The recommendation to increase your cash and emergency reserves flows through to your other investment accounts. Avoid individual stocks, especially the stocks of publicly-traded tech companies. Invest more in bonds. Broadly diversify in both stocks and bonds.
- Stock Options
Your stock options will be a big part of your shared compensation as a couple. Part of the stock option piece starts with negotiating a job offer. You or your spouse may have the opportunity to trade salary for equity or vice versa.
We usually view the salary vs equity decision through the lens of risk capacity. How much risk can you afford to take?
We start by looking at your living expenses. Having a gap between your living expenses and the salary in your job offer, where salary is greater than expenses, gives you the ability to take less in salary. With both of you working, you may find this is true for you because of economies of scale with two people sharing one household.
Do you have a consistent savings habits? Good savers, who have little to no debt, may be able to afford taking more risk in the form of increased equity and less salary.
What are your other resources? You may have greater risk capacity if you have had time to accumulate a lot of assets. You also want to evaluate your ability to exercise your options. Having stock options is great, but without the ability to pay for an exercise those options are worth a little less.
Taxes have a huge impact on the potential realized value (net cash received in future) of the stock options you and your spouse are granted. The real opportunity is to receive Incentive Stock Options (ISO), with the ability to early exercise.
Look for this as you evaluate a job offer.
Beyond stock options and a potential big payday, your first concern working at a start-up should be your career and company. The tips above will help you decide if both of you working at the same start-up is the right move to make.
Planning for a Shared IPO
Career and company may be your first concern, but you are exchanging more salary at a larger company for more equity at the start-up. The plan is for that equity to pay off some day. Be ready when it does.
Watch out for taxes. An IPO does some crazy things to your taxes.
You may have started out with Incentive Stock Options. The company grew. There were additional rounds of funding. Along the way you were granted Nonqualified Stock Options (NQSO) and Restricted Stock Units (RSU). All three are taxed differently.
In some cases, being married and working with your spouse helps save you money on your taxes. Your deductions and tax benefits can be increased by being married (two personal exemptions, more income at lower tax brackets). The benefits start to fade at higher income tax brackets.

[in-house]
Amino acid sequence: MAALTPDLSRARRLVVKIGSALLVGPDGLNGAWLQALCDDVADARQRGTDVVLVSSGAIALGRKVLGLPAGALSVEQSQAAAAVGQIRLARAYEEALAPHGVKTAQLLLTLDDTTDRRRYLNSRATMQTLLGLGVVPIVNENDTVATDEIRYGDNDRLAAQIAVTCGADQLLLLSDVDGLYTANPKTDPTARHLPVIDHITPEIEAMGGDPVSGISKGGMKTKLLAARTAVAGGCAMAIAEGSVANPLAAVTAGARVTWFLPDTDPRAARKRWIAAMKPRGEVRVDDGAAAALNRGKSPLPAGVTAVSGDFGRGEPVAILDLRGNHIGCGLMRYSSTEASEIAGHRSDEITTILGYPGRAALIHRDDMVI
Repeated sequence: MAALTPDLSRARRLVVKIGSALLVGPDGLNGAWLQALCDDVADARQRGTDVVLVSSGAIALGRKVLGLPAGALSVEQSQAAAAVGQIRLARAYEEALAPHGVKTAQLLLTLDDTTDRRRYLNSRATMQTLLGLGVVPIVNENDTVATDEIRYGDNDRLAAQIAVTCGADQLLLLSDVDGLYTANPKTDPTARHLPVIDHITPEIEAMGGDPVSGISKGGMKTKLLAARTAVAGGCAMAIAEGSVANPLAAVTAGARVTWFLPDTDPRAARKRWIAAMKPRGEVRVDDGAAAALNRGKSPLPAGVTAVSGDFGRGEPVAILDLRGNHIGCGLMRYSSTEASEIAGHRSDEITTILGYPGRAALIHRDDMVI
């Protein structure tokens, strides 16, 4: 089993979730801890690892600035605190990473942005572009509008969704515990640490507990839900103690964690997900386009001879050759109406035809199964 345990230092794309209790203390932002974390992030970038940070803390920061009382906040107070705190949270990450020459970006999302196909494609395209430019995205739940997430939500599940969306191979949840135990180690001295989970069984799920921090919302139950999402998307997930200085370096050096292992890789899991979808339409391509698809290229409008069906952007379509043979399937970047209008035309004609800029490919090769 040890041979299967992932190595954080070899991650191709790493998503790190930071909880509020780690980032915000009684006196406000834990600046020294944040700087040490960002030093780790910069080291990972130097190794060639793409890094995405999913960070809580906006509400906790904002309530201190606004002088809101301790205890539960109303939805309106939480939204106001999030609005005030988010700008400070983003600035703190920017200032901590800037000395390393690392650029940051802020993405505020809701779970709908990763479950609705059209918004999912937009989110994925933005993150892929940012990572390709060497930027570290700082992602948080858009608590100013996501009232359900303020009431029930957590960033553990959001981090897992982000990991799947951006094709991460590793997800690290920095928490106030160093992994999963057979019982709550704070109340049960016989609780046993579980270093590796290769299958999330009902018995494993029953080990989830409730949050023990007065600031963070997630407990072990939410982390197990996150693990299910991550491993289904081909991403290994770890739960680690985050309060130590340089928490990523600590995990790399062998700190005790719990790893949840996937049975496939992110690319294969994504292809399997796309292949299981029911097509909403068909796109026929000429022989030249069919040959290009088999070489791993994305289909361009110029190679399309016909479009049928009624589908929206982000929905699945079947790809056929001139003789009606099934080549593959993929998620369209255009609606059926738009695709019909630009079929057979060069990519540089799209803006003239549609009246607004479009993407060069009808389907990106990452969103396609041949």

The IPO may push into the top tax brackets, where the benefits of being married are less.
RSUs can trigger a lot of ordinary income without you doing anything. You and your spouse worked hard all year. You know what your salaries are. Then in January you get a W2 showing a million dollars plus in income.
The time to plan is now.
Hopefully you were able to early exercise both of your ISOs to convert more of that income to capital gains. There are other things you can do by timing the exercise and sell of your shares and planning around the Alternative Minimum Tax. Be sure, when you start selling, to check the basis of your shares to avoid being taxed twice.
Working with Your Spouse at a Publicly-Traded Tech Company
Equity and options are less of a concern. The salary and benefits should be better.
You may feel like you and your spouse are less exposed, but the risks of working at one company remain. Your salaries and benefits are concentrated in one place.
If the company suffers and you both lose your job, your income goes to zero instead of being cut-in-half the way it would if you had different employers.
The basic strategy is to maximize the benefits made available to you while you work there. Here’s how:
- Employee Stock Purchase Plan
An employee stock purchase plan (ESPP) allows you to purchase your employer’s stock at a discount, usually 15%. Your ESPP will have two six-month offering periods per year. You can contribute up to 15% of your pay to the ESPP and purchase no more than $25,000 in stock. The contributions then purchase stock at a 15% discount.
With a salary of $125,000 and a max contribution, you will contribute $18,750. Your $18,750 contribution will purchase stock valued at $22,059. You just increased your potential income by $3,309 or 2.6% of salary.
Your ESPP may have other features that set the price even lower making the potential gain greater.